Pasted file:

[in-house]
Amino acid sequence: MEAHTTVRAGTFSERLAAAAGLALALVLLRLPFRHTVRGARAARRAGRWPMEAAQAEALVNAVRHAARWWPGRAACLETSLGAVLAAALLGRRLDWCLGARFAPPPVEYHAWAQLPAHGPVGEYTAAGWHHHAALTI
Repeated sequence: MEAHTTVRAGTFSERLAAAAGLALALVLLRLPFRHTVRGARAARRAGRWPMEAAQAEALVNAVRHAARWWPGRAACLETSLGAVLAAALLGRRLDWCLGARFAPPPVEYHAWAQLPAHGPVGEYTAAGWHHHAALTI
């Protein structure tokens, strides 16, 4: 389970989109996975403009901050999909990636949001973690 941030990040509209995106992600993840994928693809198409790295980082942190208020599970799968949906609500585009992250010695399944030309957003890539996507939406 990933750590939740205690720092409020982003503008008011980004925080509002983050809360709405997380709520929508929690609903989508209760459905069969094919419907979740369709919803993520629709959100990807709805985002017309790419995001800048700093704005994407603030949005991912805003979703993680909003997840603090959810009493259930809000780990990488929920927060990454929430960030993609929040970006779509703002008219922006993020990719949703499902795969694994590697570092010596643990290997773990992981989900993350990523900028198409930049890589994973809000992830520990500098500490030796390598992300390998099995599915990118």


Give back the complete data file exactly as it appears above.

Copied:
[in-house]
Amino acid sequence: MEAHTTVRAGTFSERLAAAAGLALALVLLRLPFRHTVRGARAARRAGRWPMEAAQAEALVNAVRHAARWWPGRAACLETSLGAVLAAALLGRRLDWCLGARFAPPPVEYHAWAQLPAHGPVGEYTAAGWHHHAALTI
Repeated sequence: MEAHTTVRAGTFSERLAAAAGLALALVLLRLPFRHTVRGARAARRAGRWPMEAAQAEALVNAVRHAARWWPGRAACLETSLGAVLAAALLGRRLDWCLGARFAPPPVEYHAWAQLPAHGPVGEYTAAGWHHHAALTI
């Protein structure tokens, strides 16, 4: 389970989109996975403009901050999909990636949001973690 941030990040509209995106992600993840994928693809198409790295980082942190208020599970799968949906609500585009992250010695399944030309957003890539996507939406 990933750590939740205690720092409020982003503008008011980004925080509002983050809360709405997380709520929508929690609903989508209760459905069969094919419907979740369709919803993520629709959100990807709805985002017309790419995001800048700093704005994407603030949005991912805003979703993680909003997840603090959810009493259930809000780990990488929920927060990454929430960030993609929040970006779509703002008219922006993020990719949703499902795969694994590697570092010596643990290997773990992981989900993350990523900028198409930049890589994973809000992830520990500098500490030796390598992300390998099995599915990118």